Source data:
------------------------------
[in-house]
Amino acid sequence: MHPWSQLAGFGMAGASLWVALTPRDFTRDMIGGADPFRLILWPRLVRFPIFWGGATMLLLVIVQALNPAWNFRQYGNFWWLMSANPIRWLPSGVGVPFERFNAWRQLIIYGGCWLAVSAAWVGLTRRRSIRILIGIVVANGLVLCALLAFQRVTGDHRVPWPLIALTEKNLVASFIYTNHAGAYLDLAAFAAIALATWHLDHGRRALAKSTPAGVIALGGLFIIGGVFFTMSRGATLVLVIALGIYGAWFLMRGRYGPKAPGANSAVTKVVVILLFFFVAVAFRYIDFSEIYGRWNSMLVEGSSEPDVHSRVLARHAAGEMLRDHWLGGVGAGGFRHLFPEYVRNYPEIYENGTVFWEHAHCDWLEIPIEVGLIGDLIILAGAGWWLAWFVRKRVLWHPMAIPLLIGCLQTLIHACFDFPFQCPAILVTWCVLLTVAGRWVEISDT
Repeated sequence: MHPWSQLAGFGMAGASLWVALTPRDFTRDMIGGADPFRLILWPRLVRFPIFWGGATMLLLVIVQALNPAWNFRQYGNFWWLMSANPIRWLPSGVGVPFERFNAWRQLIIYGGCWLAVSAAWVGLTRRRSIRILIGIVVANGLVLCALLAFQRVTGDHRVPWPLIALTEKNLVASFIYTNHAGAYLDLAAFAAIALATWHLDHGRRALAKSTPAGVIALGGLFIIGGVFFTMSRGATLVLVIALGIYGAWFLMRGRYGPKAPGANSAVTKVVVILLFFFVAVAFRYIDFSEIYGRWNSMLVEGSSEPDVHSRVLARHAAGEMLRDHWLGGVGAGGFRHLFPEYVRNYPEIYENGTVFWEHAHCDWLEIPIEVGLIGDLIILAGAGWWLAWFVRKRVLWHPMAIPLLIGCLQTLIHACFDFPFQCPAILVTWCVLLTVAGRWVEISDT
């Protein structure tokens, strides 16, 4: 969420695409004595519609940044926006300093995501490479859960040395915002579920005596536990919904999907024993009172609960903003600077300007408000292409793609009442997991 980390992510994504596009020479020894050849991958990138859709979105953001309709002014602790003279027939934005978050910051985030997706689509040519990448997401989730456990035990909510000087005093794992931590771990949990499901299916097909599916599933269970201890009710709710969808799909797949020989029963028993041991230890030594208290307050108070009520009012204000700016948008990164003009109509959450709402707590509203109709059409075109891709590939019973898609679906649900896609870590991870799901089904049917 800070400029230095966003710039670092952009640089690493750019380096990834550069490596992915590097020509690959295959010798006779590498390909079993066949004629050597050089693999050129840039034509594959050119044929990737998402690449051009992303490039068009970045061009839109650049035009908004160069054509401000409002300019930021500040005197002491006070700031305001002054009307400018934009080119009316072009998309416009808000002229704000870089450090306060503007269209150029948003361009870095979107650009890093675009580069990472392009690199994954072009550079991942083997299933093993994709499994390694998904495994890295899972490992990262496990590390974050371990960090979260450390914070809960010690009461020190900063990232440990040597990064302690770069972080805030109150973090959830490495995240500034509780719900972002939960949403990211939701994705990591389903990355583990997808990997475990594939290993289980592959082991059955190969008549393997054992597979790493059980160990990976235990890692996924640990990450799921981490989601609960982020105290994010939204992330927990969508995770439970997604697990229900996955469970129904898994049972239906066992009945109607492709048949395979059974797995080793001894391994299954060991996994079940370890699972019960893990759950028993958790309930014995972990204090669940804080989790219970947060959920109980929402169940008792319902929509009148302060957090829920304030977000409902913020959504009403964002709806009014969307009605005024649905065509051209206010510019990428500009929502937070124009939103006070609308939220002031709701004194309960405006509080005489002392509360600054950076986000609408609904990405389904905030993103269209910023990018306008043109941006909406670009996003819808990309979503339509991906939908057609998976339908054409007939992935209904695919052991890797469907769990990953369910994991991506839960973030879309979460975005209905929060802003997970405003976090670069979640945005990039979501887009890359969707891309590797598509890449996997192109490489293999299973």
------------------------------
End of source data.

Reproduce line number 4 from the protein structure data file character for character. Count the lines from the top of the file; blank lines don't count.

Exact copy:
């Protein structure tokens, strides 16, 4: 969420695409004595519609940044926006300093995501490479859960040395915002579920005596536990919904999907024993009172609960903003600077300007408000292409793609009442997991 980390992510994504596009020479020894050849991958990138859709979105953001309709002014602790003279027939934005978050910051985030997706689509040519990448997401989730456990035990909510000087005093794992931590771990949990499901299916097909599916599933269970201890009710709710969808799909797949020989029963028993041991230890030594208290307050108070009520009012204000700016948008990164003009109509959450709402707590509203109709059409075109891709590939019973898609679906649900896609870590991870799901089904049917 800070400029230095966003710039670092952009640089690493750019380096990834550069490596992915590097020509690959295959010798006779590498390909079993066949004629050597050089693999050129840039034509594959050119044929990737998402690449051009992303490039068009970045061009839109650049035009908004160069054509401000409002300019930021500040005197002491006070700031305001002054009307400018934009080119009316072009998309416009808000002229704000870089450090306060503007269209150029948003361009870095979107650009890093675009580069990472392009690199994954072009550079991942083997299933093993994709499994390694998904495994890295899972490992990262496990590390974050371990960090979260450390914070809960010690009461020190900063990232440990040597990064302690770069972080805030109150973090959830490495995240500034509780719900972002939960949403990211939701994705990591389903990355583990997808990997475990594939290993289980592959082991059955190969008549393997054992597979790493059980160990990976235990890692996924640990990450799921981490989601609960982020105290994010939204992330927990969508995770439970997604697990229900996955469970129904898994049972239906066992009945109607492709048949395979059974797995080793001894391994299954060991996994079940370890699972019960893990759950028993958790309930014995972990204090669940804080989790219970947060959920109980929402169940008792319902929509009148302060957090829920304030977000409902913020959504009403964002709806009014969307009605005024649905065509051209206010510019990428500009929502937070124009939103006070609308939220002031709701004194309960405006509080005489002392509360600054950076986000609408609904990405389904905030993103269209910023990018306008043109941006909406670009996003819808990309979503339509991906939908057609998976339908054409007939992935209904695919052991890797469907769990990953369910994991991506839960973030879309979460975005209905929060802003997970405003976090670069979640945005990039979501887009890359969707891309590797598509890449996997192109490489293999299973």